2.249 out of 5 from 963 votes
In the year 1988 Jinki model enthusiast Aoba Tsuzaki is kidnapped and brought to Venezuela, and soon discovers that not only are Jinkis real, but that she will also become a Jinki pilot. Fast forward to the year 1991, and a series of unexplained events known as the Lost Life Phenomenon has been wiping entire cities out of existence. Enter Akao Hiragi, a young girl who has lost her memory and also has a strange tie to the Jinkis. Combined, Aoba and Akao have a common enemy: the evil Kokushou, a man who is hell bent on destroying the world!
Gonzo does it again with this action-packed mecha comedy. She's an ordinary high school girl. He's a counterterror agent assigned to protect her from those who would steal the information locked in her mind. OK, so she's not so normal after all. Armored Slave battles and lovers' spats abound as Sousuke and his comrades try to track down the mysterious Gauln before it's too late.
FMP and Jinki have more in common than just the mecha; there's the similar character relationships, missions, and overall military feel that make each of these unique to each other. If you liked one, try out the other.
Both have a very high military feel to them with wonderful missions to go with it. The character interactions are fun to watch and figure out what's going on. Jinki revolves a little more around their mecca's than FMP does. If you liked one check out the other.
In the future, a devastating event known as Second Impact has destroyed Tokyo as we know it, giving rise to Tokyo III - a city under siege by mysterious lifeforms known only as Angels. Mankind's only line of defense are the Evangelions, a set man-made machines piloted by a trio of fourteen year-old teenagers, Rei, Shinji, and Asuka. The fate of Japan and the entire world now lie with these three children, though they might not have the power to save the most important thing of all: each other.
Jinki:Extend screams "Evangelion" in pretty much every way, from the naming of the mecha, to the relationships, to the battles. Eva, unlike Jinki, has a better story and overall is executed in a better way. If you liked Jinki, check out what it pretty much was copied from.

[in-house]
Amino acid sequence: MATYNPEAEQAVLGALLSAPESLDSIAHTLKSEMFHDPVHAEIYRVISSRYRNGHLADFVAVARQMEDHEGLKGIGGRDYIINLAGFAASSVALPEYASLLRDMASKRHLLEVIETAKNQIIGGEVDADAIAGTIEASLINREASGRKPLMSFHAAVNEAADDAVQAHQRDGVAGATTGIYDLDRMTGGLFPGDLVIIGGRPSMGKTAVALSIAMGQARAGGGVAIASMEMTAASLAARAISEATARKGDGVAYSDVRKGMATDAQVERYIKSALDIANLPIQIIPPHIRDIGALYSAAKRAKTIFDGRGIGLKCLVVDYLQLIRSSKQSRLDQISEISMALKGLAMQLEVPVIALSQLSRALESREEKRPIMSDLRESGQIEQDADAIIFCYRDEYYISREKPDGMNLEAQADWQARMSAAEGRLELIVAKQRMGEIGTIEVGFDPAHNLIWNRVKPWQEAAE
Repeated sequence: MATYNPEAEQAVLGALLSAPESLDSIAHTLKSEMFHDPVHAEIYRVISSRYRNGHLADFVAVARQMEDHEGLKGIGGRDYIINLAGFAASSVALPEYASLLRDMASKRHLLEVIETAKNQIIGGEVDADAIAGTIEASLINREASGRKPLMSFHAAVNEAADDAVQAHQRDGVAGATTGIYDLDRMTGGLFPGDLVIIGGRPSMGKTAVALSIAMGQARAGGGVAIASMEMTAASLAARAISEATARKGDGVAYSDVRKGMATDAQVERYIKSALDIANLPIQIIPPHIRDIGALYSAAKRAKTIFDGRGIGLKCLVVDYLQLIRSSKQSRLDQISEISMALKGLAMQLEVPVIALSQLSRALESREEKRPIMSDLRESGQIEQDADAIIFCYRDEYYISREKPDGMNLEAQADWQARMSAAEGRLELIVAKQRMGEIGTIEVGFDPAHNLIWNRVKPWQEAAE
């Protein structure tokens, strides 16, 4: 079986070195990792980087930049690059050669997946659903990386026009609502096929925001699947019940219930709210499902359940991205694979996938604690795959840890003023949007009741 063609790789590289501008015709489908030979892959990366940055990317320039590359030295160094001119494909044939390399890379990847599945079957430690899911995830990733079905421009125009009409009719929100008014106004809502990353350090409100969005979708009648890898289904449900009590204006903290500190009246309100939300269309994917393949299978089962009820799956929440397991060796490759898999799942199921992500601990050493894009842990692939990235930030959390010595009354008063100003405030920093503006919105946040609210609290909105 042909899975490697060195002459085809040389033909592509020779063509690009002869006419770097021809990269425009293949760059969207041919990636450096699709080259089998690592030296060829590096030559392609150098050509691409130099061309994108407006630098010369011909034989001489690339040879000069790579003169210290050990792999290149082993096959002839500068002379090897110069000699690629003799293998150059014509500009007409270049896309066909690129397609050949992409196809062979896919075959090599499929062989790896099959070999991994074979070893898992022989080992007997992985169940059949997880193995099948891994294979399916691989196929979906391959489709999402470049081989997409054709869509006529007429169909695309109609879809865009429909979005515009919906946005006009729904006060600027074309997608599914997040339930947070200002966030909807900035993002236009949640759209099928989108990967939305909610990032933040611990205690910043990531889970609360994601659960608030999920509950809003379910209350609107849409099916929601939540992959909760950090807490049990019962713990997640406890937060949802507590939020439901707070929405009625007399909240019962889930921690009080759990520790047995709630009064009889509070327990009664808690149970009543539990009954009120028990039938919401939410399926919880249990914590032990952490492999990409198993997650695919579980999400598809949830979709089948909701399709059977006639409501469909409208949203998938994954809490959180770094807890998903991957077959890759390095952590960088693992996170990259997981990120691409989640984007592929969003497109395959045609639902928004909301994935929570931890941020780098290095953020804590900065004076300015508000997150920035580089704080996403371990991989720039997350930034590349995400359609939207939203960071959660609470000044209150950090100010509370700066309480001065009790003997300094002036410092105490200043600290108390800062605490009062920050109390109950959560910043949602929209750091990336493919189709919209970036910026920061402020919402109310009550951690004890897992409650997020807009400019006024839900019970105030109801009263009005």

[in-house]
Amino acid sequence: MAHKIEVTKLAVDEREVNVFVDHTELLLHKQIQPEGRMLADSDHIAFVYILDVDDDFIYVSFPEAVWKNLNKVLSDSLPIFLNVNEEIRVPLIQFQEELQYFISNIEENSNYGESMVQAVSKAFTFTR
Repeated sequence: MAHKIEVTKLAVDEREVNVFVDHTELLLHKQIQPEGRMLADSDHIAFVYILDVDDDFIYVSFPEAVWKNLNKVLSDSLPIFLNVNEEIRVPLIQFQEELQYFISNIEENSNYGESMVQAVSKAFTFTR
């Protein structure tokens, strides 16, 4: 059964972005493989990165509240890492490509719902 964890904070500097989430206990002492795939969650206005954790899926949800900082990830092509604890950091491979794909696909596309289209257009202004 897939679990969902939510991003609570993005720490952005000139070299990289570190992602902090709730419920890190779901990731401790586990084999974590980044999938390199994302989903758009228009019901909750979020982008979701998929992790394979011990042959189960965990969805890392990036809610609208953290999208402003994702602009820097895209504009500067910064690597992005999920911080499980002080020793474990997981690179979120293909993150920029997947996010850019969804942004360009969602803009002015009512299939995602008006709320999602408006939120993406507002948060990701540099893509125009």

Both anime have giant mecha's with children behind the controls. With similar character relationships the only thing that sets these twp apart is the storyline and animation. Evangelion beats Jinki on these aspects but regardless if you liked one you should enjoy the other.
The year is 2025. Fifty years ago, Queen Himika and the evil Jama Empire attacked mankind; Kyushu, Japan, was their battleground. Ultimately an event caused fog to surround Kyushu, effectively cutting it off from the rest of Japan; and the mainland has lost contact with it ever since. In the present, students like the motorcycle-loving Kenji Kusanagi have little knowledge of these events, except what they learn in history books. However, when Himika and her Phantom Gods appear once more, Kenji finds himself in the middle of the battle - and a cockpit. Now, as the pilot of the mecha Jeeg, Kenji and a few unlikely classmates must battle the forces of evil and save the world!
Jinki Extend and Jeeg have a few things in common: they both have piloted mecha (big deal eh?) and characters who were somewhat thrown in the middle of a war they weren't expecting. Neither of these elements is terribly unique, but in general the two anime have a very similar (and somewhat campy) feel, and have an overall sense of genericness. Jeeg is definitely the most upbeat of the two, but if you liked one you may enjoy the other.
Much to her delight and surprise, Haruka was selected to become an "idol." Little did she know what she was getting herself into; rather than singing and dancing, she actually is employed by a secret organization that protects the Earth from "drops" (falling fragments of the destroyed moon) using giant robots called "iDOL," piloted by girls called "iDOL Masters." As she meets new friends and tries to adjust to this new life, a hostile organization that also utilizes iDOL emerges and attacks her in an effort to capture her iDOL, Imber. Can Haruka accept her new responsibilities, get along with her new peers and Imber, and do her part to protect the world?